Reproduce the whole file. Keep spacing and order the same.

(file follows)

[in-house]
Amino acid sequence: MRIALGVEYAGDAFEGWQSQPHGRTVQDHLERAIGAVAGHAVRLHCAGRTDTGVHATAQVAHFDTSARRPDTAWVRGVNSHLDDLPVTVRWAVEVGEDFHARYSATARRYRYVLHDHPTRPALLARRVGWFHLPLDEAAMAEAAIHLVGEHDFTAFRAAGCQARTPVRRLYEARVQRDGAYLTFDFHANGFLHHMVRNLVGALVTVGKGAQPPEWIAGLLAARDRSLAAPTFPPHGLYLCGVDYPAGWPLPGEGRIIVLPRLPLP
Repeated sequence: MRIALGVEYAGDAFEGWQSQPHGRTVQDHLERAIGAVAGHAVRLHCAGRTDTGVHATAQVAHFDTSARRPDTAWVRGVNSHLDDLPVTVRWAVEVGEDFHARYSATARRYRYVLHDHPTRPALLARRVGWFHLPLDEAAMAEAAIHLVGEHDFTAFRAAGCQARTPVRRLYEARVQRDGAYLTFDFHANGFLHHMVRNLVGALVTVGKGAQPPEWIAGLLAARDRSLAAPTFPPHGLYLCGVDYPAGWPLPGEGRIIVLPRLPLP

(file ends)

[in-house]
Amino acid sequence: MRIALGVEYAGDAFEGWQSQPHGRTVQDHLERAIGAVAGHAVRLHCAGRTDTGVHATAQVAHFDTSARRPDTAWVRGVNSHLDDLPVTVRWAVEVGEDFHARYSATARRYRYVLHDHPTRPALLARRVGWFHLPLDEAAMAEAAIHLVGEHDFTAFRAAGCQARTPVRRLYEARVQRDGAYLTFDFHANGFLHHMVRNLVGALVTVGKGAQPPEWIAGLLAARDRSLAAPTFPPHGLYLCGVDYPAGWPLPGEGRIIVLPRLPLP
Repeated sequence: MRIALGVEYAGDAFEGWQSQPHGRTVQDHLERAIGAVAGHAVRLHCAGRTDTGVHATAQVAHFDTSARRPDTAWVRGVNSHLDDLPVTVRWAVEVGEDFHARYSATARRYRYVLHDHPTRPALLARRVGWFHLPLDEAAMAEAAIHLVGEHDFTAFRAAGCQARTPVRRLYEARVQRDGAYLTFDFHANGFLHHMVRNLVGALVTVGKGAQPPEWIAGLLAARDRSLAAPTFPPHGLYLCGVDYPAGWPLPGEGRIIVLPRLPLP